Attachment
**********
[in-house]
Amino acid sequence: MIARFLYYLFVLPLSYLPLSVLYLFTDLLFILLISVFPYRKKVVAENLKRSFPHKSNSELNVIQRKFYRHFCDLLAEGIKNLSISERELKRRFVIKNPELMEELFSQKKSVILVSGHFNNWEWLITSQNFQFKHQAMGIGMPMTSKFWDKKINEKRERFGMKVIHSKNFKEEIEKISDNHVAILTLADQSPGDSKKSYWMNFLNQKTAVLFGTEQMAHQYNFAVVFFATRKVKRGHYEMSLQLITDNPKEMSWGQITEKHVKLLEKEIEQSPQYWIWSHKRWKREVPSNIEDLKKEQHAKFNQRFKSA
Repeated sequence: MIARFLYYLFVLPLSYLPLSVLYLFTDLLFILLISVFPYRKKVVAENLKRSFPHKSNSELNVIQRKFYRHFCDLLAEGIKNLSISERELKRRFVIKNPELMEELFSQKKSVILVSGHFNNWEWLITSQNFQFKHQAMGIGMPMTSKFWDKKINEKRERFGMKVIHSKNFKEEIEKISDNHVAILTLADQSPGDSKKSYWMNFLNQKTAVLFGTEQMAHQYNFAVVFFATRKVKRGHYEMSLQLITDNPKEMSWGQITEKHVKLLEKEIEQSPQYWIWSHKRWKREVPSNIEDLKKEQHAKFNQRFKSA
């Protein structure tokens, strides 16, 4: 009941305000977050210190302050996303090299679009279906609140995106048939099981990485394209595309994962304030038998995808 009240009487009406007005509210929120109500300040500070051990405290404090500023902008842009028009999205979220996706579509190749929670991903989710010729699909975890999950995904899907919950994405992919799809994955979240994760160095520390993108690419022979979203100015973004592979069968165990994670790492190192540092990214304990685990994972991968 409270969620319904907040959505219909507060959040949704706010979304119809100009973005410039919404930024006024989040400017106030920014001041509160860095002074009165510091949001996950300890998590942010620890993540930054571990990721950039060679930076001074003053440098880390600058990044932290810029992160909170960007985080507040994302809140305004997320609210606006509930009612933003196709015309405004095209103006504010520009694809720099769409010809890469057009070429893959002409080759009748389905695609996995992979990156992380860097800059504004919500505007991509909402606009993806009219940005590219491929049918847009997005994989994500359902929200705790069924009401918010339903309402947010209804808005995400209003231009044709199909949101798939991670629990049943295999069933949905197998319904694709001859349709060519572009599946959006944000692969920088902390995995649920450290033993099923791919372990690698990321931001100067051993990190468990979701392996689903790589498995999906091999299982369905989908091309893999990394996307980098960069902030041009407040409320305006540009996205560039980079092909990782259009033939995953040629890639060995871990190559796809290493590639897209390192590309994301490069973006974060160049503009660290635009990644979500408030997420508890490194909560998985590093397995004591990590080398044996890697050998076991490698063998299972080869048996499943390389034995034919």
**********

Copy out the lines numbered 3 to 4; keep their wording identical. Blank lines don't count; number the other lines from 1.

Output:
Repeated sequence: MIARFLYYLFVLPLSYLPLSVLYLFTDLLFILLISVFPYRKKVVAENLKRSFPHKSNSELNVIQRKFYRHFCDLLAEGIKNLSISERELKRRFVIKNPELMEELFSQKKSVILVSGHFNNWEWLITSQNFQFKHQAMGIGMPMTSKFWDKKINEKRERFGMKVIHSKNFKEEIEKISDNHVAILTLADQSPGDSKKSYWMNFLNQKTAVLFGTEQMAHQYNFAVVFFATRKVKRGHYEMSLQLITDNPKEMSWGQITEKHVKLLEKEIEQSPQYWIWSHKRWKREVPSNIEDLKKEQHAKFNQRFKSA
């Protein structure tokens, strides 16, 4: 009941305000977050210190302050996303090299679009279906609140995106048939099981990485394209595309994962304030038998995808 009240009487009406007005509210929120109500300040500070051990405290404090500023902008842009028009999205979220996706579509190749929670991903989710010729699909975890999950995904899907919950994405992919799809994955979240994760160095520390993108690419022979979203100015973004592979069968165990994670790492190192540092990214304990685990994972991968 409270969620319904907040959505219909507060959040949704706010979304119809100009973005410039919404930024006024989040400017106030920014001041509160860095002074009165510091949001996950300890998590942010620890993540930054571990990721950039060679930076001074003053440098880390600058990044932290810029992160909170960007985080507040994302809140305004997320609210606006509930009612933003196709015309405004095209103006504010520009694809720099769409010809890469057009070429893959002409080759009748389905695609996995992979990156992380860097800059504004919500505007991509909402606009993806009219940005590219491929049918847009997005994989994500359902929200705790069924009401918010339903309402947010209804808005995400209003231009044709199909949101798939991670629990049943295999069933949905197998319904694709001859349709060519572009599946959006944000692969920088902390995995649920450290033993099923791919372990690698990321931001100067051993990190468990979701392996689903790589498995999906091999299982369905989908091309893999990394996307980098960069902030041009407040409320305006540009996205560039980079092909990782259009033939995953040629890639060995871990190559796809290493590639897209390192590309994301490069973006974060160049503009660290635009990644979500408030997420508890490194909560998985590093397995004591990590080398044996890697050998076991490698063998299972080869048996499943390389034995034919």